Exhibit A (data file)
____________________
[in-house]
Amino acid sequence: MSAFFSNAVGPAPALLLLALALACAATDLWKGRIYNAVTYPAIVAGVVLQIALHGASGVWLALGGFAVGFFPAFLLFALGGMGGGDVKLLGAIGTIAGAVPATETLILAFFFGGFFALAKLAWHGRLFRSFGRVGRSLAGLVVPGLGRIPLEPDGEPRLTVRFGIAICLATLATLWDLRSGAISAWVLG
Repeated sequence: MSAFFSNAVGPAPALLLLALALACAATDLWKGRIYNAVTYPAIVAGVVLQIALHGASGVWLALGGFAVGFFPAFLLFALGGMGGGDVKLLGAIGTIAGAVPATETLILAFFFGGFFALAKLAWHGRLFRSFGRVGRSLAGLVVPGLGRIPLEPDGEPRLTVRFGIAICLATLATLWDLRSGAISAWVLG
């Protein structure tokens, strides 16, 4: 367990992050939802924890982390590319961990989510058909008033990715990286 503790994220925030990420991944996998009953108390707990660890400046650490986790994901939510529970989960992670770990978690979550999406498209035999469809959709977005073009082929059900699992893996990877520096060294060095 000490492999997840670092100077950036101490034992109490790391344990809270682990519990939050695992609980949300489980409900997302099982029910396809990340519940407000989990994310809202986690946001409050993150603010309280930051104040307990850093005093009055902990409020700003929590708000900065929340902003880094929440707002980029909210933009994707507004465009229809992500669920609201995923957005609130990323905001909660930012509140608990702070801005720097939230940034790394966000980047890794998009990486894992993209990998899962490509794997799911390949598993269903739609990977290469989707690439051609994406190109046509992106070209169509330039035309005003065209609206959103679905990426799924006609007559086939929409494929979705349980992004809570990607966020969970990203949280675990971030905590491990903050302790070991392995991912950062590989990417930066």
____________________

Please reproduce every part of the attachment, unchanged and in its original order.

[in-house]
Amino acid sequence: MSAFFSNAVGPAPALLLLALALACAATDLWKGRIYNAVTYPAIVAGVVLQIALHGASGVWLALGGFAVGFFPAFLLFALGGMGGGDVKLLGAIGTIAGAVPATETLILAFFFGGFFALAKLAWHGRLFRSFGRVGRSLAGLVVPGLGRIPLEPDGEPRLTVRFGIAICLATLATLWDLRSGAISAWVLG
Repeated sequence: MSAFFSNAVGPAPALLLLALALACAATDLWKGRIYNAVTYPAIVAGVVLQIALHGASGVWLALGGFAVGFFPAFLLFALGGMGGGDVKLLGAIGTIAGAVPATETLILAFFFGGFFALAKLAWHGRLFRSFGRVGRSLAGLVVPGLGRIPLEPDGEPRLTVRFGIAICLATLATLWDLRSGAISAWVLG
């Protein structure tokens, strides 16, 4: 367990992050939802924890982390590319961990989510058909008033990715990286 503790994220925030990420991944996998009953108390707990660890400046650490986790994901939510529970989960992670770990978690979550999406498209035999469809959709977005073009082929059900699992893996990877520096060294060095 000490492999997840670092100077950036101490034992109490790391344990809270682990519990939050695992609980949300489980409900997302099982029910396809990340519940407000989990994310809202986690946001409050993150603010309280930051104040307990850093005093009055902990409020700003929590708000900065929340902003880094929440707002980029909210933009994707507004465009229809992500669920609201995923957005609130990323905001909660930012509140608990702070801005720097939230940034790394966000980047890794998009990486894992993209990998899962490509794997799911390949598993269903739609990977290469989707690439051609994406190109046509992106070209169509330039035309005003065209609206959103679905990426799924006609007559086939929409494929979705349980992004809570990607966020969970990203949280675990971030905590491990903050302790070991392995991912950062590989990417930066």